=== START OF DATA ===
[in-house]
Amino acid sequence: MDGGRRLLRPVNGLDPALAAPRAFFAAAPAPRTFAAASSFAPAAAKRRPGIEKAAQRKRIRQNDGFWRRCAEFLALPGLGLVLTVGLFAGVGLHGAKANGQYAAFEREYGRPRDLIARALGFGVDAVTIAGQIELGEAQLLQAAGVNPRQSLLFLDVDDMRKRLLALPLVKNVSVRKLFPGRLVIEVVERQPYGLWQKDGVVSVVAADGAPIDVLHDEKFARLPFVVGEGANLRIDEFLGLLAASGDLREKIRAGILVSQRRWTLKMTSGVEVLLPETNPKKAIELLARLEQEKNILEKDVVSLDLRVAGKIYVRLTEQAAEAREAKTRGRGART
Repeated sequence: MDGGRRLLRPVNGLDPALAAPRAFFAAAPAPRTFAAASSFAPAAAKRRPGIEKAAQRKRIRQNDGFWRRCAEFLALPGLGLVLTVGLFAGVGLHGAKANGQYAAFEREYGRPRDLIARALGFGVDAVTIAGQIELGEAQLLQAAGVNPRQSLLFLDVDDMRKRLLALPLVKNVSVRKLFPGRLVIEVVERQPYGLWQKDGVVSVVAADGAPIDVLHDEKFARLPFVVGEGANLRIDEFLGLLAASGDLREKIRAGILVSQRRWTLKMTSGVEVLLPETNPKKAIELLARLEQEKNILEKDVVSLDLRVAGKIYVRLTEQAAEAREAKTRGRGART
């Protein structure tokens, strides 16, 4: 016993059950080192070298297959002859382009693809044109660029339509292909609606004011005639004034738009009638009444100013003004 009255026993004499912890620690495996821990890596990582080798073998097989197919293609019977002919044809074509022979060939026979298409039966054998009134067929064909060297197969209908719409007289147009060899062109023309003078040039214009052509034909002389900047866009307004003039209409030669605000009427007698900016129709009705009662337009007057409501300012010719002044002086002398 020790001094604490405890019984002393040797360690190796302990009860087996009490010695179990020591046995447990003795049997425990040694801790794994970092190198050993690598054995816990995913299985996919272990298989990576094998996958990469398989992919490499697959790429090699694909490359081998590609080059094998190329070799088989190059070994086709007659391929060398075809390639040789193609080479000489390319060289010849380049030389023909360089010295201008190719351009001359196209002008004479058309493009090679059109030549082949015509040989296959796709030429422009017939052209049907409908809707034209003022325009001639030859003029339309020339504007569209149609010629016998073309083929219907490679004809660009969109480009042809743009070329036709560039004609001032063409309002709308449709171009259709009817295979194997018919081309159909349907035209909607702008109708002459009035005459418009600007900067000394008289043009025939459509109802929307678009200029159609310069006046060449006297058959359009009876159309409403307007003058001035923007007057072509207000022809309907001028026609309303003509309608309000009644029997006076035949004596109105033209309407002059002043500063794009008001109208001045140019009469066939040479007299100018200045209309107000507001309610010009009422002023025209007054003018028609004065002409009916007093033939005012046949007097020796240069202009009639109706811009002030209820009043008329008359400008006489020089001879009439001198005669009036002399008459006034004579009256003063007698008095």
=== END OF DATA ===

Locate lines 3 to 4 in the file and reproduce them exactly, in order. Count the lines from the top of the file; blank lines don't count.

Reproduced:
Repeated sequence: MDGGRRLLRPVNGLDPALAAPRAFFAAAPAPRTFAAASSFAPAAAKRRPGIEKAAQRKRIRQNDGFWRRCAEFLALPGLGLVLTVGLFAGVGLHGAKANGQYAAFEREYGRPRDLIARALGFGVDAVTIAGQIELGEAQLLQAAGVNPRQSLLFLDVDDMRKRLLALPLVKNVSVRKLFPGRLVIEVVERQPYGLWQKDGVVSVVAADGAPIDVLHDEKFARLPFVVGEGANLRIDEFLGLLAASGDLREKIRAGILVSQRRWTLKMTSGVEVLLPETNPKKAIELLARLEQEKNILEKDVVSLDLRVAGKIYVRLTEQAAEAREAKTRGRGART
């Protein structure tokens, strides 16, 4: 016993059950080192070298297959002859382009693809044109660029339509292909609606004011005639004034738009009638009444100013003004 009255026993004499912890620690495996821990890596990582080798073998097989197919293609019977002919044809074509022979060939026979298409039966054998009134067929064909060297197969209908719409007289147009060899062109023309003078040039214009052509034909002389900047866009307004003039209409030669605000009427007698900016129709009705009662337009007057409501300012010719002044002086002398 020790001094604490405890019984002393040797360690190796302990009860087996009490010695179990020591046995447990003795049997425990040694801790794994970092190198050993690598054995816990995913299985996919272990298989990576094998996958990469398989992919490499697959790429090699694909490359081998590609080059094998190329070799088989190059070994086709007659391929060398075809390639040789193609080479000489390319060289010849380049030389023909360089010295201008190719351009001359196209002008004479058309493009090679059109030549082949015509040989296959796709030429422009017939052209049907409908809707034209003022325009001639030859003029339309020339504007569209149609010629016998073309083929219907490679004809660009969109480009042809743009070329036709560039004609001032063409309002709308449709171009259709009817295979194997018919081309159909349907035209909607702008109708002459009035005459418009600007900067000394008289043009025939459509109802929307678009200029159609310069006046060449006297058959359009009876159309409403307007003058001035923007007057072509207000022809309907001028026609309303003509309608309000009644029997006076035949004596109105033209309407002059002043500063794009008001109208001045140019009469066939040479007299100018200045209309107000507001309610010009009422002023025209007054003018028609004065002409009916007093033939005012046949007097020796240069202009009639109706811009002030209820009043008329008359400008006489020089001879009439001198005669009036002399008459006034004579009256003063007698008095």